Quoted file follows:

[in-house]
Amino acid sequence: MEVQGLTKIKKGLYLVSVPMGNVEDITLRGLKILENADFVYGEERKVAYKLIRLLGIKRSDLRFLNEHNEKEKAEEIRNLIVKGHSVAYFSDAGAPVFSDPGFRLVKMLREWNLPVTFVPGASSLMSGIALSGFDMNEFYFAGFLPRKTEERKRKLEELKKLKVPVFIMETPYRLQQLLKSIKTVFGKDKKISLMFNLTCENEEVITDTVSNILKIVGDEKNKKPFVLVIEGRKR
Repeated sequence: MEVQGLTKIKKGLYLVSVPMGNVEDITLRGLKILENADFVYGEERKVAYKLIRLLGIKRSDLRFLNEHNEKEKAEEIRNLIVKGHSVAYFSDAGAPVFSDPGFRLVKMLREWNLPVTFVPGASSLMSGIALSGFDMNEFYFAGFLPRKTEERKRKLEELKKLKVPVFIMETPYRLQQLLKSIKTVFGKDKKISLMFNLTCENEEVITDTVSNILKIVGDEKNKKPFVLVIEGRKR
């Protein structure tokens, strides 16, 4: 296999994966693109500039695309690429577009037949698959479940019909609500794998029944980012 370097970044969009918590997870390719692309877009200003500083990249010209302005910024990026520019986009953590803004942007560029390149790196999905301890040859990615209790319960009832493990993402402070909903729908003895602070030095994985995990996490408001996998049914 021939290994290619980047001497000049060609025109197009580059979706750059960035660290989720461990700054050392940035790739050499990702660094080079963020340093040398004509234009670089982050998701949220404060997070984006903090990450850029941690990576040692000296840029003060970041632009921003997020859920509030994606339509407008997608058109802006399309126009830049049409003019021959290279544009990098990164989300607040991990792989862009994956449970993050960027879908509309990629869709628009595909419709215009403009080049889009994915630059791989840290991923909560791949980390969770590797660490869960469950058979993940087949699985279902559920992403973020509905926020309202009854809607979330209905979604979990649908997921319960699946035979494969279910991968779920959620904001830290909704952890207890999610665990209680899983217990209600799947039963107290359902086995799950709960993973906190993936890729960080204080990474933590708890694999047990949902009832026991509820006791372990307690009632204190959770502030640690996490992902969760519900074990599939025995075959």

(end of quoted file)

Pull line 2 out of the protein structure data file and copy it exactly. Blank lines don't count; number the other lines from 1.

Amino acid sequence: MEVQGLTKIKKGLYLVSVPMGNVEDITLRGLKILENADFVYGEERKVAYKLIRLLGIKRSDLRFLNEHNEKEKAEEIRNLIVKGHSVAYFSDAGAPVFSDPGFRLVKMLREWNLPVTFVPGASSLMSGIALSGFDMNEFYFAGFLPRKTEERKRKLEELKKLKVPVFIMETPYRLQQLLKSIKTVFGKDKKISLMFNLTCENEEVITDTVSNILKIVGDEKNKKPFVLVIEGRKR